Northwest Lichenologists

Stumped by Staurothele

  • 16 Sep 2018 8:18 PM
    Message # 6672076

    Previously posted Protblastenia incrustans from marble band at Sibley Pass, 1860m, North Cascades. Weather and time limited what I could do there last month. (Previous visit in 2010 weather was even worse.) But surprised by how much on 2 small pieces of marble from August 29. Stumped by a Staurothele (see posted photos):
    endolithic; surface of marble varies but seems darker than elsewhere, seems like some association with minute pits with cyanobacterea (I think) 
    black perithecia, ≤o.4mm, leave pits in marble surface
    involucrellum extends towards base of exciple
    periphysoids present
    hymenial algae almost round
    asci clavate, (appearance of ocular chamber sort of, which Staurothele should lack - see one photo)
    8 spores/ascus
    spores become dark brown, muriform, size varies considerably - say 32-40 x 20-28 µm

    Last modified: 16 Sep 2018 8:28 PM | Richard Droker
  • 17 Sep 2018 7:26 AM
    Reply # 6672837 on 6672076
    Bruce McCune (Administrator)

    This would key to the elusive S. rupifraga (elusive to me anyway), or maybe just S. elenkinii with perithecia in pits. I'm guessing you have considered these and rejected them, but I don't have other ideas.

  • 17 Sep 2018 9:45 AM
    Reply # 6673083 on 6672076

    Thanks Bruce. I wondered if it was an aberrant example of one of those species, but concerned particularly about it having 8 spores/ascus and for S. rupifraga the presence of involucrella.



  • 18 Sep 2018 7:23 AM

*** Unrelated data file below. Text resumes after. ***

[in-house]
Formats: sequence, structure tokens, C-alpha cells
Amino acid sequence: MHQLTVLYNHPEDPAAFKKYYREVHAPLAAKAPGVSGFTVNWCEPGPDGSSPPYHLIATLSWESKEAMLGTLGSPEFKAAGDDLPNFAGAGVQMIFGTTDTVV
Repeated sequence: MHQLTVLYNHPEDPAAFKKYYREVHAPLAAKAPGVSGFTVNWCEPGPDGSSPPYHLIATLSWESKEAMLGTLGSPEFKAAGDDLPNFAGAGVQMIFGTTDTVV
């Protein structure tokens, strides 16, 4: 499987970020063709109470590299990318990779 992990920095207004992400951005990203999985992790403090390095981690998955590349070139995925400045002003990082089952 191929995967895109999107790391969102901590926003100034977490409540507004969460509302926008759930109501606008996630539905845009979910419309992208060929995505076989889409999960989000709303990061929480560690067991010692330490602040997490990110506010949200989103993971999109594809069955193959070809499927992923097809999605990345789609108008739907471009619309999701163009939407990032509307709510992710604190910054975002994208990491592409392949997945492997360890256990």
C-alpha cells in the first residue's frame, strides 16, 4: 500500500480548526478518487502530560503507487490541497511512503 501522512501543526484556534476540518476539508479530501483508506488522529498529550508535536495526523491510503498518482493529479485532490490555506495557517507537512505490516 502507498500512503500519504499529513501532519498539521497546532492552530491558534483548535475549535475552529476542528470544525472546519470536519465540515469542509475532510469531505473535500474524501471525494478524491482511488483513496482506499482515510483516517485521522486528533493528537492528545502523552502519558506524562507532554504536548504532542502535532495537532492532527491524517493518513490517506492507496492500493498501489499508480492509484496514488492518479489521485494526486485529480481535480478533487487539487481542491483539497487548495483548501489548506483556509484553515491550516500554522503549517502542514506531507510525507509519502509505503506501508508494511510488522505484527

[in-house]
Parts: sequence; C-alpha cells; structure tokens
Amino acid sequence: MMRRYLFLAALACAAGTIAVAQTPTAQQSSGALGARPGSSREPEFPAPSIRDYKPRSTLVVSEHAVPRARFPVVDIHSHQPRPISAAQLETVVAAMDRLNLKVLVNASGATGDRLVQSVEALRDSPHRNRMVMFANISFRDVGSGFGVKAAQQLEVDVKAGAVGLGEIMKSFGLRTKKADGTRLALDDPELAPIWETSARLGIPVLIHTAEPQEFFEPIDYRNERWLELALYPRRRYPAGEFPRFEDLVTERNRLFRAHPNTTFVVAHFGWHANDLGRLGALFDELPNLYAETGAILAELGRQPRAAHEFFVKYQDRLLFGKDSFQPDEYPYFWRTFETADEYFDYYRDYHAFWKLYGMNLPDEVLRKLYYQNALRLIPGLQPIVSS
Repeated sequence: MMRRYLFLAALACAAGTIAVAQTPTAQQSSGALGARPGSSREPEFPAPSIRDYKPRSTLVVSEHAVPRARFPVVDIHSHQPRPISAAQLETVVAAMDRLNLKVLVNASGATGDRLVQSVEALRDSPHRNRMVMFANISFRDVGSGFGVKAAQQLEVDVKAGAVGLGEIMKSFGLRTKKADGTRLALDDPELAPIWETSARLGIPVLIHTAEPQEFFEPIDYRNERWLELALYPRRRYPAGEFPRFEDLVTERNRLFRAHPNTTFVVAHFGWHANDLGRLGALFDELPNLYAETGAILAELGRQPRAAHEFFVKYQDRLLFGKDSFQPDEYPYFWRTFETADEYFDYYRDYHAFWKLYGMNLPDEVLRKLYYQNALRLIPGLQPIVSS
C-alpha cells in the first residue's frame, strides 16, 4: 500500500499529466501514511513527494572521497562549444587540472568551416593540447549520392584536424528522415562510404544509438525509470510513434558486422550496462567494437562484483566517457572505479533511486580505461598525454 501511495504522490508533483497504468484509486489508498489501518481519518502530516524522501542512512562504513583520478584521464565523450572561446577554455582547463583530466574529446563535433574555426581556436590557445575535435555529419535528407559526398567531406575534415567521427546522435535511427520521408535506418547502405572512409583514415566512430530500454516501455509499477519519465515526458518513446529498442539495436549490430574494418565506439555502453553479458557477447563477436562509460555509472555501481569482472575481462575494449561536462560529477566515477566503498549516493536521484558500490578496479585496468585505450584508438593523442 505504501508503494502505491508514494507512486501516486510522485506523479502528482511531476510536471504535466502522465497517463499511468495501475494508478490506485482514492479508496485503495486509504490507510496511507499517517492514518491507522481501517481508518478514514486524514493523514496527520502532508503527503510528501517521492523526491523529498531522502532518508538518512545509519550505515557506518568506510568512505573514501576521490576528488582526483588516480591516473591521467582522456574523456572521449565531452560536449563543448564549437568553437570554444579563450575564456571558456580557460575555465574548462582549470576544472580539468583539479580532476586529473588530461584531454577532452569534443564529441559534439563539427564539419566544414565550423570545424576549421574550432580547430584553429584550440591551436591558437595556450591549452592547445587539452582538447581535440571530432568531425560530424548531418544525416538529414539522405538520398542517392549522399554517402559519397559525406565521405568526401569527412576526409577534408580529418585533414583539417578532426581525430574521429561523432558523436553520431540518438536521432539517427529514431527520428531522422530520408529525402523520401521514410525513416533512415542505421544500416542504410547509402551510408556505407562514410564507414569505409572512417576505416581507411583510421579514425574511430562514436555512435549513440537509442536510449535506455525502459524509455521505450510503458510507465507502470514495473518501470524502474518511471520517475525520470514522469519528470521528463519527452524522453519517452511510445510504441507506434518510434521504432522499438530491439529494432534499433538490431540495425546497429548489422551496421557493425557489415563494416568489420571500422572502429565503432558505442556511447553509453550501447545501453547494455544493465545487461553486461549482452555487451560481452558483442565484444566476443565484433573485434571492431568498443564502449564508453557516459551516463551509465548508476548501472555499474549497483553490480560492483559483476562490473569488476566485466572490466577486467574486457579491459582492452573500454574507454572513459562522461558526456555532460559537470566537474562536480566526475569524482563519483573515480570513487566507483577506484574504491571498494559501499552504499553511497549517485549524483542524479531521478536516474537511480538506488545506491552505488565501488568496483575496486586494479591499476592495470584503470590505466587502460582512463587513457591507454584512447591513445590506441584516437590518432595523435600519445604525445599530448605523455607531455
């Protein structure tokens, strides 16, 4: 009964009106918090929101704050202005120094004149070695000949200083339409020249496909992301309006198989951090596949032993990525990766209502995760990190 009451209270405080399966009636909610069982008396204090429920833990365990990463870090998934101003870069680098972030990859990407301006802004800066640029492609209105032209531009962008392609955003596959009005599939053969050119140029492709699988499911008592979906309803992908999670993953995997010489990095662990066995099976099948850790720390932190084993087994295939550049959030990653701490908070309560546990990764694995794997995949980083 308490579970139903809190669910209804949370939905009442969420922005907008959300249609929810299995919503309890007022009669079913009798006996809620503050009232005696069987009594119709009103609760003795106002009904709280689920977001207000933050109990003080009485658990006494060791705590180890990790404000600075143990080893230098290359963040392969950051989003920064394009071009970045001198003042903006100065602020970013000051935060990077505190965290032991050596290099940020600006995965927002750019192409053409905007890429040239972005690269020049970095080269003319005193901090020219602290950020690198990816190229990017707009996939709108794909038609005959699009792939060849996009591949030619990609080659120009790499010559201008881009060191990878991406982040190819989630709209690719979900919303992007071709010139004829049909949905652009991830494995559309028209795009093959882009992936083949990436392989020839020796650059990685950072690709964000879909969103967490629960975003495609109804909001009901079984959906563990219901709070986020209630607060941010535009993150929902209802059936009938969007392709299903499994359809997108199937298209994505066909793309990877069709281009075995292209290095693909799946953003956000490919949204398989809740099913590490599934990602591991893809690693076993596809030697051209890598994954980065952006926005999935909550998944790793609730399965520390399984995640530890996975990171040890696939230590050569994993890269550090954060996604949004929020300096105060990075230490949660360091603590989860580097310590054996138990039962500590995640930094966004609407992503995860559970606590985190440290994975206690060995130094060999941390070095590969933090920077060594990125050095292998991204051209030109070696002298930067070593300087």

Reply # 6674702 on 6672076
    Bruce McCune (Administrator)

    It could easily be something else or something new... probably worth checking Thomson (1991) and European sources if you haven't already

  • 20 Sep 2018 9:04 PM
    Reply # 6685607 on 6672076

    Had used McCune 2018 “Microlichens”, Thompson 1997 “Arctic”, and Orange et al 2009 in “British”. Looked through those again now, and also looked at Thompson 1991 in Bryologist, and Wirth 2013 “Deutschlands”. Within these sources, none of the species mentioned will fit unless some characteristics are more plastic than I’m lead to believe. Getting lost searching with “Recent Literature on Lichens”, so unless you suggest more references I’m ready to throw in the towel. As “The Swamp” (as Sharon calls my room) isn’t a safe place for specimens I’ll send both to WTU Herbarium, or if of interest one to you.

  • 21 Sep 2018 7:36 AM
    Reply # 6686166 on 6672076
    Bruce McCune (Administrator)

    As a destination for a duplicate you might want to contact Holger Thus at the British Museum. He has a lot of experience with these and might be interested in sequencing it.

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